I’ve seen Peter Delaney perform twice now in the past two weeks, and by gosh if I haven’t fallen tongue-lollingly in love with his music.
Ukeleles can often be associated with tacky, Hawaiian pop songs or ‘quirky’ tunes, but in the hands of someone like Delaney they become a perfectly miniature way of crafting a heartbreaking melody.
Listening to it, the difference between the Peter Delaney of four years ago and today is astounding. Though a man who seems like he prefers the shadows to the spotlight, his humbleness is touched by shyness on his debut.
Today, he still has that soft, unimposing demeanour, and keeps his eyes cast down as he performs. But his voice is so much richer now. When he performs them live today, there’s a depth to the songs on his debut album that had barely been struck when they were recorded.
It’s as though he has found new meaning in songs like Pariah Chimes – ‘He’s a hound of the city, but that don’t mean much to you and me’ – and an inner confidence that allows him to communicate that meaning more clearly.
At times, he reminds me of Will Oldham’s younger brother, but whereas Oldham has a frightening darkness simmering away beneath a lot of his work, Delaney manages to make even his murkiest songs feel unthreatening.
The good news is that Delaney is working on his next album, and the songs he played from that sound absolutely incredible. This is a guy who has found his perfect mode and is letting it mature naturally…and the results are goosepimple-inducing.
He will support Fionn Regan on tour at the end of July. Go, see, please.
(Special thanks to the many people in Galway who spoke to me in reverent tones about Peter Delaney’s greatness, especially Declan Q Kelly)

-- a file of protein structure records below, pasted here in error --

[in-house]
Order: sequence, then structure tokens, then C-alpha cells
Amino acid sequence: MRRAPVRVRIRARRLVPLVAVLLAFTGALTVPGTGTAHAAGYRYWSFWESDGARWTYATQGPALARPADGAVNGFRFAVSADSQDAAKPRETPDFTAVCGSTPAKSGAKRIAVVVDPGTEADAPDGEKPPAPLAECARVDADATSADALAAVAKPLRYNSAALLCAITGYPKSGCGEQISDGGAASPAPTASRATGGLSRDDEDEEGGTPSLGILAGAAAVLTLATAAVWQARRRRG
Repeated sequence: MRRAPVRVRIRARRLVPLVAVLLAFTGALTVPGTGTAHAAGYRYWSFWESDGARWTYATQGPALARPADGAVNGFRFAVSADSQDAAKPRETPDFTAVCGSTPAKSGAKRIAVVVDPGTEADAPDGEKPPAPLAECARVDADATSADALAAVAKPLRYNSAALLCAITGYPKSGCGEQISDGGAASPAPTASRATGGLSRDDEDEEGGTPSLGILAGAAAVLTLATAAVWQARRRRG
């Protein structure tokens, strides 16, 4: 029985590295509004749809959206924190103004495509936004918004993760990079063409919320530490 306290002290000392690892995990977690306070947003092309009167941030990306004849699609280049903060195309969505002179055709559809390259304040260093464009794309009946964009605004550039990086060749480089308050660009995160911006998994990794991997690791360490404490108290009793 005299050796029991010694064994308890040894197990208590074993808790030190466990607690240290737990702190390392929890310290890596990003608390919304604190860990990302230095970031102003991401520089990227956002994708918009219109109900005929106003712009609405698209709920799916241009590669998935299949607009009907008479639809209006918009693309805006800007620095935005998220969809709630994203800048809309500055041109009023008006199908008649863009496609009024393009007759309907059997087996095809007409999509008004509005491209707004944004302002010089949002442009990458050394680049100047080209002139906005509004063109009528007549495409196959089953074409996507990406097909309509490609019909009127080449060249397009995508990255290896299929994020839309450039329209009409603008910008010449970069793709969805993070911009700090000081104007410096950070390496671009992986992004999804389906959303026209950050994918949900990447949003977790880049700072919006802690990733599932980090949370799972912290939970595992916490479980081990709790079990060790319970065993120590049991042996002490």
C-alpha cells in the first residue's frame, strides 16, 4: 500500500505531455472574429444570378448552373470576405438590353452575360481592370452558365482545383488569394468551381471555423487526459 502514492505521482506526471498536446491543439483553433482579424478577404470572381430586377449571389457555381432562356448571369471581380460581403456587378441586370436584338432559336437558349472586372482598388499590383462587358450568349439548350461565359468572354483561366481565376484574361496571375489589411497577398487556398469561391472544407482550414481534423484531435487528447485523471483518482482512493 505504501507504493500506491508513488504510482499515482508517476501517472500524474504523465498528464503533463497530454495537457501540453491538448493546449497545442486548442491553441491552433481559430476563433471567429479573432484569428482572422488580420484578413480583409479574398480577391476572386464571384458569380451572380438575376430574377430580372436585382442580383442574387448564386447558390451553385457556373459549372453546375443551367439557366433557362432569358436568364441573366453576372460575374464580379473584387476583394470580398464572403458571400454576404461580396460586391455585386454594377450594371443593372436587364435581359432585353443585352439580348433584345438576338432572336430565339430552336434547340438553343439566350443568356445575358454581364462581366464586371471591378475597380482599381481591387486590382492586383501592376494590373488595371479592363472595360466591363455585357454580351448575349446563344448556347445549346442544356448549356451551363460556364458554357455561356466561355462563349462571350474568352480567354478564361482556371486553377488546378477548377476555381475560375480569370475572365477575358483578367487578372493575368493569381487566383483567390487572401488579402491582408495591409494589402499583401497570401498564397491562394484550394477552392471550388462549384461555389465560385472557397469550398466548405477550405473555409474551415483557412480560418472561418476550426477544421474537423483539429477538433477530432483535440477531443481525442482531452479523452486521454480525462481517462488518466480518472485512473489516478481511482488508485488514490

Nugent is one of those people who seems like he was born out of his time. He crafts the sort of folk (if I was to limit him to just one genre, which given the scope of his work, feels somewhat cruel) that could be be played on park benches or back porches, while tumbleweed runs past saloons and waistcoat-wearing men chew strands of straw and talk of civil unrest…Or on a cavernous stage in the Guinness-soaked-tourist-swamped heart of Dublin’s city centre.
Doubles has two tracks that are 20 (Peaks and Troughs) and 24 (Sixes and Sevens) minutes long – and they twist and turn, build up and break down, in the most captivating of ways. Nugent and his band give themselves breathing room when they need it and, such as at the beginning of Peaks and Troughs, leave us hanging on every empty beat or picked string.
In yesterday’s Sunday Times Culture magazine, Nugent was hailed as a genius by Conor O’Brien of Villagers, and described by Eithne Shorthall (whose work I really admire) as ‘largely unknown’.
Nugent may not yet be a household name (though if John Fahey or Jack Rose are well-known names in your abode, he may well be), but his reputation has been steadily building here and especially abroad for quite some time.
And he is so young, and preternaturally talented, that he can’t remain an ‘unknown genius’ for too long. Plus, people adore Nugent’s music, and judging by the hugs, kisses and loving back-slaps that were doled out to him as he sat watching the support acts on the night of his album launch, he is much adored as a person, too.
Doubles is available in all good independent record stores.